First things first: Rest in Power to Ahmaud Arbery. With news of the verdict that the perpetrators of his murder will be held accountable, I am so grateful that Wanda Cooper-Jones, Arbery’s mother, has received Justice for Ahmaud. While I never met the Brother, we shared things in common: both Black men, both in our mid-20s, both runners.
It is no accident that ChuMinh Tofu still stands tall in a spot that other businesses have long since vacated.
To date, Thanh-Nga “Tanya” Nguyễn and her staff have held down the spot on South Jackson Street for 10 years. Tanya’s journey to ChuMinh has involved a myriad of pathways. Medical school in Vietnam, biochemistry, a mindfulness in Buddhism, a passion for tofu, and a culture of caring — all manifest into the language of love present at ChuMinh to this day: food and mutual aid.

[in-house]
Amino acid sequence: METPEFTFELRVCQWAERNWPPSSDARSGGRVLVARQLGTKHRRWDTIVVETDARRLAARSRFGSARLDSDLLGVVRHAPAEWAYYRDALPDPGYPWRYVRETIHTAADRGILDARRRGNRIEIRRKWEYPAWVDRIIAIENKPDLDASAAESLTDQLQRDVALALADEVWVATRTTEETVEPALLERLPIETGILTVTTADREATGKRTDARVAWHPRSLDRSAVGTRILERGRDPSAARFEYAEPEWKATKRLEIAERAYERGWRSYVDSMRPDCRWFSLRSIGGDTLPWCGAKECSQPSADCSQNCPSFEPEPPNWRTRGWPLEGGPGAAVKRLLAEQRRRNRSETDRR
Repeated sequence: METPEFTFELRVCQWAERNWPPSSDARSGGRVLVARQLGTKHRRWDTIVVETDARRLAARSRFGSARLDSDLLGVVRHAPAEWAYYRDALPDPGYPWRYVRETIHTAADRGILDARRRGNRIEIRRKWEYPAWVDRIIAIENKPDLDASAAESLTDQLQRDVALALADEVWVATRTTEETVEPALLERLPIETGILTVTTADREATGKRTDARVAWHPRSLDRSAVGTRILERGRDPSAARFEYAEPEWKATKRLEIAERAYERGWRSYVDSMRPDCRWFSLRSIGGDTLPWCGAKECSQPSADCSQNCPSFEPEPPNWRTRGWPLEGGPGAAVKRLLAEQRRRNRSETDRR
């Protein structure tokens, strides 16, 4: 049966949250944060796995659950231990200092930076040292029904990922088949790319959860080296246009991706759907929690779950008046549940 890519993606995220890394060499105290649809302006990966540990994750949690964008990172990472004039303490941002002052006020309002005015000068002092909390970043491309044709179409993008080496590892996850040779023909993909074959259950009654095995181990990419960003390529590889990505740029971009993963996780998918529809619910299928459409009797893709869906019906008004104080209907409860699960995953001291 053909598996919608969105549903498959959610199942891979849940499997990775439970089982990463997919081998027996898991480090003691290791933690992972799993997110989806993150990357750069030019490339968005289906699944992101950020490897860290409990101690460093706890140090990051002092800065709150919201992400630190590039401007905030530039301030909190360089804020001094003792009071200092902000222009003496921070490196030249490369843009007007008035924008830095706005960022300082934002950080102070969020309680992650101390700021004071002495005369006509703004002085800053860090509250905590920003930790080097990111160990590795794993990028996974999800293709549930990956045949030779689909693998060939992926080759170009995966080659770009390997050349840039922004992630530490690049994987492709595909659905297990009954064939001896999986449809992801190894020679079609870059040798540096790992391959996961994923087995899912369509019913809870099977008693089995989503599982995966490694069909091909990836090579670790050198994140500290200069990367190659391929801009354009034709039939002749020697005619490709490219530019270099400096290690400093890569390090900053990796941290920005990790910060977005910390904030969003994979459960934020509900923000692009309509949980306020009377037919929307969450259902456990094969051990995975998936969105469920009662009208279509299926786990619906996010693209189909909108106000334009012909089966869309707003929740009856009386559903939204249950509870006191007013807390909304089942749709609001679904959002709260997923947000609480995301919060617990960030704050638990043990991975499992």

“I met Tanya years ago — I would come to ChuMinh Tofu and buy meals for community meetings. In the era I was raised in, banh mi was part of the diet at community meetings,” said organizer Johnny Fikru. “As I walked inside trying to determine what I wanted to eat, I was struck by the warm presence of Tanya. Anyone that’s ever been lucky enough to feel that energy knows exactly what I’m talking about. It’s an inviting and warm presence. It’s authentic. It’s caring. It is peaceful. I was welcomed in a way that I haven’t felt at a restaurant, and it felt so great.”
University of Washington (UW) students Josh Williams, Cassidy McGee, Alyssa Kearns, Sandra Li, and Dionica Sy were placed in a project group for their two-quarter Foster School of Business course called “Creating a Company Class,” which began last September. After witnessing a 2020 packed with various social movements sustained by community organizations, they chose to create a book called Nourish, a collection of short stories, photos, and recipes from 10 local Seattle organizers.